Hacking has come a long way since its (relatively) innocuous beginnings. During the genesis of the internet, hacking was a realm inhabited by hobbyists and teenagers – people who rejoiced in the small pleasures of sending a pirate dancing across an unsuspecting user’s screen.
It was obvious when you had a virus, because there were signs – like the dancing pirate, or a centipede devouring a line of code, or a pixelated ambulance blaring out its siren.
Not so any more. Now, thousands of inconspicuous viruses are let loose on the web every day and hacking has taken a malicious turn for the worse.
But who are today’s hackers?
Organised criminals comprise the largest group of hackers. These are the people who hijack personal information and use it to their own advantage. The criminal hacker’s motive is to steal money – lots of money.
Most commonly, banking trojans and keylogging viruses are used to capture sensitive information such as passwords, usernames and credit card details. MasterCard has also repeatedly been the target of hackers, leading to millions of consumers’ credit card details and personal information being stolen.
Due to the international nature of the web, criminal hackers are hard to find; their operations can’t be policed globally and they can easily move from place to place. Done right, criminal hacking is incredibly lucrative (er, not that we’re suggesting it as a career path).
Hacktivists are, you may have guessed, hackers with an agenda. They often have political motives and set out to expose unethical practices or make a mockery of a specific corporation (something that happened to Burger King recently, when its Twitter account was hacked into and plastered with McDonald’s imagery).
Hacktivists don’t target random people or companies – they’re activists with a point to make, a protest to lead, an opinion to share. Often hacktivists will use their skills to spread awareness of a particular issue, for example by taking an entire organisation’s website down or hacking into its social media accounts and sending out damaging messages.
In January 2012, Hacktivist group Anonymous took down The US Department of Justice and the FBI’s websites, after file-sharing site MegaUpload was shut down by these departments. Anonymous also took down numerous anti-piracy associations’ websites, in retaliation against censorship and control. Anonymous spokesperson Barrett Brown stated that internet users were “ready to defend an open internet.”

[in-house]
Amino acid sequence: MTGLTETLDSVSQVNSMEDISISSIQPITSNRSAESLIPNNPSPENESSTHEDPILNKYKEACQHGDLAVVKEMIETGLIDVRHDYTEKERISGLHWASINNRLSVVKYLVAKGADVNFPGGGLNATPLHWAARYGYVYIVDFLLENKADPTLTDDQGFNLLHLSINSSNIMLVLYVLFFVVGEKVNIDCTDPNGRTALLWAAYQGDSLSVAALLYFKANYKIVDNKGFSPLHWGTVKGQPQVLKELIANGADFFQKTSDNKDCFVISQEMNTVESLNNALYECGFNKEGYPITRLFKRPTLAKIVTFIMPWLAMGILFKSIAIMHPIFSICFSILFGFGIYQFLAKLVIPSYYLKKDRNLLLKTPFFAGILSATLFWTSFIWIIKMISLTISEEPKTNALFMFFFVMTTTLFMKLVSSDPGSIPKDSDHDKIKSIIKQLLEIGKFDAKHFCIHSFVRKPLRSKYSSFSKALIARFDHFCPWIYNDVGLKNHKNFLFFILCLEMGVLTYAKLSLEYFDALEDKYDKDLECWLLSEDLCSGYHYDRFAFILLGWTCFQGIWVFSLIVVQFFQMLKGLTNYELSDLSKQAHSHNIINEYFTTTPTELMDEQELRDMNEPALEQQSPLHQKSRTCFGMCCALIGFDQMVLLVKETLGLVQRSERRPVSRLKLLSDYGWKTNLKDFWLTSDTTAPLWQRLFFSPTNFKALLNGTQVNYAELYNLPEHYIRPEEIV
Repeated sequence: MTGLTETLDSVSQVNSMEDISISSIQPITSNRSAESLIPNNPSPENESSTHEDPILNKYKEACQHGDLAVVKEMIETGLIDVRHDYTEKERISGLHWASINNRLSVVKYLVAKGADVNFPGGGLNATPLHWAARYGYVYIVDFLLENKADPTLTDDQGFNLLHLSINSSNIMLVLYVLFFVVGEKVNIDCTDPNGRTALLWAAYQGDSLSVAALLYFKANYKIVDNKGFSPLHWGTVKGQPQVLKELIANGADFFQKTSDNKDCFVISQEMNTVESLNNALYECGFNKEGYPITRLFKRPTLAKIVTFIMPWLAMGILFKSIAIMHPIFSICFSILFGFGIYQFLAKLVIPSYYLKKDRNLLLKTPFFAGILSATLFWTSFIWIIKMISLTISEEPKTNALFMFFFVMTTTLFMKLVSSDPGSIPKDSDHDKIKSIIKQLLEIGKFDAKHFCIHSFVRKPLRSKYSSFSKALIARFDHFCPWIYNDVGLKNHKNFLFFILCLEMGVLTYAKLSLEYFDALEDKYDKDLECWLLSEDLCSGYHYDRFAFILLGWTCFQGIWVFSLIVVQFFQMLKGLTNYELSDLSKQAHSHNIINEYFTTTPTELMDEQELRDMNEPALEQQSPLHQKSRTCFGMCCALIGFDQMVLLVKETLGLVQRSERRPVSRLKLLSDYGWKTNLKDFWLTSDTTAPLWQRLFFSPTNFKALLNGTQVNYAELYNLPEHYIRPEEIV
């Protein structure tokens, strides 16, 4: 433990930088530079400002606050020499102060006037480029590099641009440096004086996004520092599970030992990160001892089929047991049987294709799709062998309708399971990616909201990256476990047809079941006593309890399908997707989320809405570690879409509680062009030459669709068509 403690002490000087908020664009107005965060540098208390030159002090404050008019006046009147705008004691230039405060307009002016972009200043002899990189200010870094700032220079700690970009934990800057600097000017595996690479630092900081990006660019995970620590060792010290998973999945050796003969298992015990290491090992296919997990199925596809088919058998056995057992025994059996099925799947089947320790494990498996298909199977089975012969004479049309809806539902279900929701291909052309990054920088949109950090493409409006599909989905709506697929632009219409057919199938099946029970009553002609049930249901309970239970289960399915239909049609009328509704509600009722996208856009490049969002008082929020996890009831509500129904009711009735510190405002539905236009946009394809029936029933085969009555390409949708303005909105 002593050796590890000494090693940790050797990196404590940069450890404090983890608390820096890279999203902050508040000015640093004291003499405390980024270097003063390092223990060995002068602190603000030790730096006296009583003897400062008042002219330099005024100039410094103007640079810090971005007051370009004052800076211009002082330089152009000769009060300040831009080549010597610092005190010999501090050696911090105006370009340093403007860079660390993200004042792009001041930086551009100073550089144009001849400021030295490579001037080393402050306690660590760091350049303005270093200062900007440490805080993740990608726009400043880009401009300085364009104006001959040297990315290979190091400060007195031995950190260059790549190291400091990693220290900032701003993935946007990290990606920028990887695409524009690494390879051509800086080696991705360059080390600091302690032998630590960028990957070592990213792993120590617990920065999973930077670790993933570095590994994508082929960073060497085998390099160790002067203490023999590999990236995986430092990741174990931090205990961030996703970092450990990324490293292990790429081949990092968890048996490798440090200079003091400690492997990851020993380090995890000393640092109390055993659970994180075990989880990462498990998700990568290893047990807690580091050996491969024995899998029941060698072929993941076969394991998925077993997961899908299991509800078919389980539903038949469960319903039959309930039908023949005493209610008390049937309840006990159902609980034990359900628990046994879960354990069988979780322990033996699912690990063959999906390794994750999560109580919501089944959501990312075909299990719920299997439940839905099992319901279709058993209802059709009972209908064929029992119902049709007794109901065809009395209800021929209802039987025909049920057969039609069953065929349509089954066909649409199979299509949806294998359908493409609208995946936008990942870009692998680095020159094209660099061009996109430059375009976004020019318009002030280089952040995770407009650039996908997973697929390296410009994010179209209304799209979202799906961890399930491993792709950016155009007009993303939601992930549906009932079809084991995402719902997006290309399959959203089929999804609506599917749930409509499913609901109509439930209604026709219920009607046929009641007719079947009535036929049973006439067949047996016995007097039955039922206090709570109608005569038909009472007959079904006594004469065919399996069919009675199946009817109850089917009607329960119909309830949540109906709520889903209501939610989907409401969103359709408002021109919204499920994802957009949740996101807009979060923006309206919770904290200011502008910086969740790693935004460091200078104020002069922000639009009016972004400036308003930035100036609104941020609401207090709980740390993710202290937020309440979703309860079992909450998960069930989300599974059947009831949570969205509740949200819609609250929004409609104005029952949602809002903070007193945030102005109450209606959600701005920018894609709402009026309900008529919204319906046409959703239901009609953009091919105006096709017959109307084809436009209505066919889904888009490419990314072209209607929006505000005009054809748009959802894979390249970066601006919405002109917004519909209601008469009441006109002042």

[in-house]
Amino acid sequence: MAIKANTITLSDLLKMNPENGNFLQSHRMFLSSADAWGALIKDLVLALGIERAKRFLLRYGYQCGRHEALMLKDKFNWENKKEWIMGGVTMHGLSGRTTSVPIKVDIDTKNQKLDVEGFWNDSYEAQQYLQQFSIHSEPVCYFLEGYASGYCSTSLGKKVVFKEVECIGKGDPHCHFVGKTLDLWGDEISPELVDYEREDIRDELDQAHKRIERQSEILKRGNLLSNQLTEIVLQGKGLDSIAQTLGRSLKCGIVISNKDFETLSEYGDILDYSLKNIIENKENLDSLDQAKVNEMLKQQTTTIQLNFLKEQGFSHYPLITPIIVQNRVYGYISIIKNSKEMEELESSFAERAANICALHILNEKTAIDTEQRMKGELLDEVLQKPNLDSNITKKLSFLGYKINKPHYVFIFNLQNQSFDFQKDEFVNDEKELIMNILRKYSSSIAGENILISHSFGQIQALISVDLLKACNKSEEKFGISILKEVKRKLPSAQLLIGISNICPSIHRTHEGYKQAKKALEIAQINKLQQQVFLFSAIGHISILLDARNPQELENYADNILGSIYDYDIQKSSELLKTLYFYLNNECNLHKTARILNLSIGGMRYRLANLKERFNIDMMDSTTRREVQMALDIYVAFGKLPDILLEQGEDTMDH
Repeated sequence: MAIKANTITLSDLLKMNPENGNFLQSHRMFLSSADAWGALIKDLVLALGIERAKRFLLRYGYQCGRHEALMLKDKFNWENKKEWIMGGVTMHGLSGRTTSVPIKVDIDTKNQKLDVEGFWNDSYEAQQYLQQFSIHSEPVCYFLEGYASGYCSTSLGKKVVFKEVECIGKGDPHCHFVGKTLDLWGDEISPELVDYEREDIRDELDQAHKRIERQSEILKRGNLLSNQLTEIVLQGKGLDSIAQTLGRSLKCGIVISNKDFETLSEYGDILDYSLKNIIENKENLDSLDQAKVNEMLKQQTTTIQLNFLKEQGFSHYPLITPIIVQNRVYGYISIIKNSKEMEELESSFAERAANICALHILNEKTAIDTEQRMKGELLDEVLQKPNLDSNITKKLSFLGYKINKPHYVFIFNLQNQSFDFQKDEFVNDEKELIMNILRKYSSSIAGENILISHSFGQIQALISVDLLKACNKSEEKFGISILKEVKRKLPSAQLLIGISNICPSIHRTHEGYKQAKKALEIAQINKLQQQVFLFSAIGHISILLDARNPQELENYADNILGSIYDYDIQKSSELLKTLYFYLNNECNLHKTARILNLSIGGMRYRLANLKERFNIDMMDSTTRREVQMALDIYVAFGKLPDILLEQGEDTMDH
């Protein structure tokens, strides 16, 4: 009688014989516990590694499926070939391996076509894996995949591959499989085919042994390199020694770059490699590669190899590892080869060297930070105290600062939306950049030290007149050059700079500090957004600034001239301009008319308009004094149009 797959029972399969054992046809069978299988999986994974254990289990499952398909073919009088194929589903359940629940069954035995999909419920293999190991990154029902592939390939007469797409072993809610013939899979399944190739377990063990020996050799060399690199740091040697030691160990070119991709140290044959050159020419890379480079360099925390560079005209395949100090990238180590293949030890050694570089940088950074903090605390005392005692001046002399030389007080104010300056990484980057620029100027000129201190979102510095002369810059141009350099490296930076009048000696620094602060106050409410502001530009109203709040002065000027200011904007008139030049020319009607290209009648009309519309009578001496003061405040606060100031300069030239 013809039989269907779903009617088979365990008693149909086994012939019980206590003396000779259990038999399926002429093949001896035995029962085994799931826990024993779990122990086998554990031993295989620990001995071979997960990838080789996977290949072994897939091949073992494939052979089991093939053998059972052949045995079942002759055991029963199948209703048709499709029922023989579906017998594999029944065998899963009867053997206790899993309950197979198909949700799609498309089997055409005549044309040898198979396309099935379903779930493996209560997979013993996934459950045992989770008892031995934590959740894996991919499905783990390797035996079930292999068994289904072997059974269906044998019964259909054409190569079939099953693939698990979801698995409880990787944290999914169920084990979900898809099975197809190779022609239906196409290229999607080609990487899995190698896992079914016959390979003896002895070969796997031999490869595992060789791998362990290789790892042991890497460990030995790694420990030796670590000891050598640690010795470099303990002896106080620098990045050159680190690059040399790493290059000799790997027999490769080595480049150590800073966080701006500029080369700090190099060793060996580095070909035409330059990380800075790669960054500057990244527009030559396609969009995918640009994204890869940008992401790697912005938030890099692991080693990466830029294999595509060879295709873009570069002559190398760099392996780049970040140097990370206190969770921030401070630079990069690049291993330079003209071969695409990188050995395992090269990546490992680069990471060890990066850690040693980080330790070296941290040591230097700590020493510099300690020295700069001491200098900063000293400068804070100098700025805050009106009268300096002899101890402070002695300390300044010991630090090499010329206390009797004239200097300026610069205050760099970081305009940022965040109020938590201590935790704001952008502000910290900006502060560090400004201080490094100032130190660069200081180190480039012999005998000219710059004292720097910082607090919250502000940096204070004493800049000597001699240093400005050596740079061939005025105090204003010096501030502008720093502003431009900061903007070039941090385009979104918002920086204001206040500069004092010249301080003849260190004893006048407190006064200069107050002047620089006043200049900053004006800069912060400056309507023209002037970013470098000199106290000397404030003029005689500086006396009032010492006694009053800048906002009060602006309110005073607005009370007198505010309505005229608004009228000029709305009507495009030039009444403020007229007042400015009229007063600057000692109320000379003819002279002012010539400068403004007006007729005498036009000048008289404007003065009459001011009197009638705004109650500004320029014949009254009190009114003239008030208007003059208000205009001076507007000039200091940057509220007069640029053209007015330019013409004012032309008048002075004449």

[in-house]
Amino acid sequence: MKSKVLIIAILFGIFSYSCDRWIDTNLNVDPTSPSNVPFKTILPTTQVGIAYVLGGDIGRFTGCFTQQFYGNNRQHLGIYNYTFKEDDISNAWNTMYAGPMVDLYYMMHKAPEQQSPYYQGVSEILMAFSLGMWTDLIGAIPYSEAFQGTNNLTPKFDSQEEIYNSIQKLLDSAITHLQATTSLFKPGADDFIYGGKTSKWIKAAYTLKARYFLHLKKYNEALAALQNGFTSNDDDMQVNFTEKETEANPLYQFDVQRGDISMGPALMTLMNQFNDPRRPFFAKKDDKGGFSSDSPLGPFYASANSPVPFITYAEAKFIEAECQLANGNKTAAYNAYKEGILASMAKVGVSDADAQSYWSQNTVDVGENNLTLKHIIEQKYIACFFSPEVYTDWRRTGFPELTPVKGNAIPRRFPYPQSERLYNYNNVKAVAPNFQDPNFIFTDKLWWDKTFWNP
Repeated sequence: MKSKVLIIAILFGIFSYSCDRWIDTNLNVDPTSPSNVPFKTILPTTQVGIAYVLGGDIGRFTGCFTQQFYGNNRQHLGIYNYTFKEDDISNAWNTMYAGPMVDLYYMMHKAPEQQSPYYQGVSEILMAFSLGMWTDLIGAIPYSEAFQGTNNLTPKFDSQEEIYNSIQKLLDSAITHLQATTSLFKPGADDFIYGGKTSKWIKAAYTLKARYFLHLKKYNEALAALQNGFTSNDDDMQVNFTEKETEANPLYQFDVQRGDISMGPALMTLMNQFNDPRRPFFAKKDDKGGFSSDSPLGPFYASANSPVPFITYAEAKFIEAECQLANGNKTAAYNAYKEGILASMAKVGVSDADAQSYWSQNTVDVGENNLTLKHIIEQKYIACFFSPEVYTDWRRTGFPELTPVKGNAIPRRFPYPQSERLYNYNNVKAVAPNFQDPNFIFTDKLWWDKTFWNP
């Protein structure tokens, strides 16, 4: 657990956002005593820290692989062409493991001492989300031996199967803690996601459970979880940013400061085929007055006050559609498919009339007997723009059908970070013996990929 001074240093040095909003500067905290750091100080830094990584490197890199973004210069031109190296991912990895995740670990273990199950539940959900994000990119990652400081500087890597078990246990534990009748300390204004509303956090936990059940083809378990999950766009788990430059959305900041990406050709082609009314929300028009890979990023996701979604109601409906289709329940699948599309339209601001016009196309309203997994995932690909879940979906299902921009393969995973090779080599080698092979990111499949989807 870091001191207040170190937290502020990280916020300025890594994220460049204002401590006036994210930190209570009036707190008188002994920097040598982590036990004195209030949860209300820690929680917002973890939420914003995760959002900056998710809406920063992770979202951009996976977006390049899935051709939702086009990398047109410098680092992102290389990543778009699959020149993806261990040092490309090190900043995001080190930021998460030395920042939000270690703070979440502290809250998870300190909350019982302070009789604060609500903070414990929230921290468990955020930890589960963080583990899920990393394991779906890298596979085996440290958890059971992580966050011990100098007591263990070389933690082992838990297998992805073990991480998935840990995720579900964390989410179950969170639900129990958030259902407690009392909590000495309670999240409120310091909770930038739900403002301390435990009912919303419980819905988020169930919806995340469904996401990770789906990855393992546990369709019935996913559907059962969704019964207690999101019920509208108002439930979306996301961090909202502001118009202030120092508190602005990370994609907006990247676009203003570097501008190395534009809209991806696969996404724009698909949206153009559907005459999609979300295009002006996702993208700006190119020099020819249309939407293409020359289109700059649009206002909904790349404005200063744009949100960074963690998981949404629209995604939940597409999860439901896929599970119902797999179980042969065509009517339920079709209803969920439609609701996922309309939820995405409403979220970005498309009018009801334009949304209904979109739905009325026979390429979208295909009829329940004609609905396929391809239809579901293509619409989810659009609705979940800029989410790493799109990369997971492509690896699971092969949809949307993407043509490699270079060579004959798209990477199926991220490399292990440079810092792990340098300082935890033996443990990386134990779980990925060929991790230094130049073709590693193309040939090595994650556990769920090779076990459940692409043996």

Worryingly, governments have also been known to use hacking techniques to keep tabs on its citizens – particularly in totalitarian states. Governments can use hacking to track criminal suspects and intercept their communications, though obviously the door is left open for attacks on law-abiding citizens.
But it’s not just totalitarian states: the German government is alleged to have designed and used trojans to investigate its own citizens’ online communications, including instant messages, Skype calls and key strokes in a number of web browsers.
What does it mean for you?
If you do any online shopping or use internet banking services, you’re a target for criminal hackers. In fact, it doesn’t even matter if you shop online; if you use a credit card, you can be affected – as the MasterCard scandals show.
Businesses are more common targets for cyber criminals due to the grander scale of cash involved. But don’t assume it’s just big businesses that are attacked; small businesses are becoming increasingly targeted because they don’t expect it and so don’t take the necessary precautions – something of which hackers are acutely aware.
Obviously, hacktivists are not a problem for most people. Unless you operate a giant, unethical corporation, you probably don’t have much to worry about – nobody will target you directly.
Having said that, hacktivist attacks can inadvertently affect web users: an attack on internet hosting provider GoDaddy was particularly disastrous for small business owners worldwide, whose websites went down for several hours, potentially losing them a lot of business.
When it comes to government hacking, if you’re a law-abiding citizen you technically have nothing to worry about… but the implications are disturbing. Computer security expert Mikko Hyppönen said it best: “It’s not a question [of] privacy against security. It’s a question of freedom against control [and] any rights we give away will be given away for good – and do we blindly trust any future government?”
An awareness of the dangers and a heavy dose of common sense are your most powerful defence against hackers, but only if you take action to protect yourself.
Fortunately, there are a few simple steps you can take, such as downloading some free antivirus software, choosing strong passwords that you change regularly, and not entering any sensitive information on public networks such as library computers or open Wi-Fi connections.
This is a guest post by Karen Marston